“While the risks should never be overplayed, women and men should be aware that all reproductive outcomes are poorer in older women. As well as potentially taking longer to get pregnant, later maternity can involve a greater risk of miscarriage, a more complicated labour, and medical intervention at the birth.
“As healthcare professionals, our role is to advise both men and women about the implications that maternal age can have for fertility, pregnancy and birth, and enable couples to make informed decisions about when to plan a family.”
Professor John Thorp, Deputy Editor-in-Chief of BJOG added:
“Previous studies have examined the impact of maternal age on the health of the mother and baby using a sample of women over 35 or 40, but this is the first study to look at women aged 48 -61 where adverse events could be more common and other risks have been accounted for.
“Much research has indicated that older women have a higher risk of pregnancy complications. This study, however, revealed that the odds were reduced when mode of conception and multiple pregnancy were taken into account. These factors should be considered by healthcare professionals when advising women.”
For media enquiries or copies of the paper please contact the RCOG press office on 020 7772 6357 or email email@example.com
Notes to editors:
KE Fitzpatrick, D Tuffnell, JJ Kurinczuk and M Knight. Pregnancy at very advanced maternal age: a UK population-based cohort study. BJOG 2016: DOI: 10.1111/1471-0528.14269
The article can be found here: http://onlinelibrary.wiley.com/doi/10.1111/1471-0528.14269/full
This research was funded by the NIHR Programme Grants for Applied Research (PGfAR) programme (RP-PG-0608-10038).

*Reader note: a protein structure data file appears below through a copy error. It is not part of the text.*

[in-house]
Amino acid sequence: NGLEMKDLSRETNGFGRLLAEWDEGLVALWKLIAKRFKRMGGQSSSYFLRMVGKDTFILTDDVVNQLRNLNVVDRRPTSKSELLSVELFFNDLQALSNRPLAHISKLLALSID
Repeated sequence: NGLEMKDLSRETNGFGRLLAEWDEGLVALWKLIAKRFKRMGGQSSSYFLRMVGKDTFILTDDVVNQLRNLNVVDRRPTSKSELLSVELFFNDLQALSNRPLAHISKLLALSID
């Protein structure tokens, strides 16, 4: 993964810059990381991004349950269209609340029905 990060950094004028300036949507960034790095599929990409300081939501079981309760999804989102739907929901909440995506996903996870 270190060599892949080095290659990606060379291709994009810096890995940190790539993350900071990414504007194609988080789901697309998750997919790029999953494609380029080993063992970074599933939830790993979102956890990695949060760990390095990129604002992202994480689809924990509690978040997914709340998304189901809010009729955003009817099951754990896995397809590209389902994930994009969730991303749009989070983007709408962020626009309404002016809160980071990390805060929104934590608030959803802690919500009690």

BJOG: An International Journal of Obstetrics and Gynaecology is owned by the Royal College of Obstetricians and Gynaecologists (RCOG) but is editorially independent and published monthly by Wiley. The journal features original, peer-reviewed, high-quality medical research in all areas of obstetrics and gynaecology worldwide. Please quote ‘BJOG’ or ‘BJOG: An International Journal of Obstetrics and Gynaecology’ when referring to the journal and include the website: www.bjog.org as a hidden link online. Sign up for new content alerts from BJOG.
The Royal College of Obstetricians and Gynaecologists is a medical charity that champions the provision of high quality women’s healthcare in the UK and beyond. It is dedicated to encouraging the study and advancing the science and practice of obstetrics and gynaecology. It does this through postgraduate medical education and training and the publication of clinical guidelines and reports on aspects of the specialty and service provision.
The National Institute for Health Research (NIHR) is funded by the Department of Health to improve the health and wealth of the nation through research. The NIHR is the research arm of the NHS. Since its establishment in April 2006, the NIHR has transformed research in the NHS. It has increased the volume of applied health research for the benefit of patients and the public, driven faster translation of basic science discoveries into tangible benefits for patients and the economy, and developed and supported the people who conduct and contribute to applied health research. The NIHR plays a key role in the Government’s strategy for economic growth, attracting investment by the life-sciences industries through its world-class infrastructure for health research. Together, the NIHR people, programmes, centres of excellence and systems represent the most integrated health research system in the world. For further information, visit the NIHR website (www.nihr.ac.uk).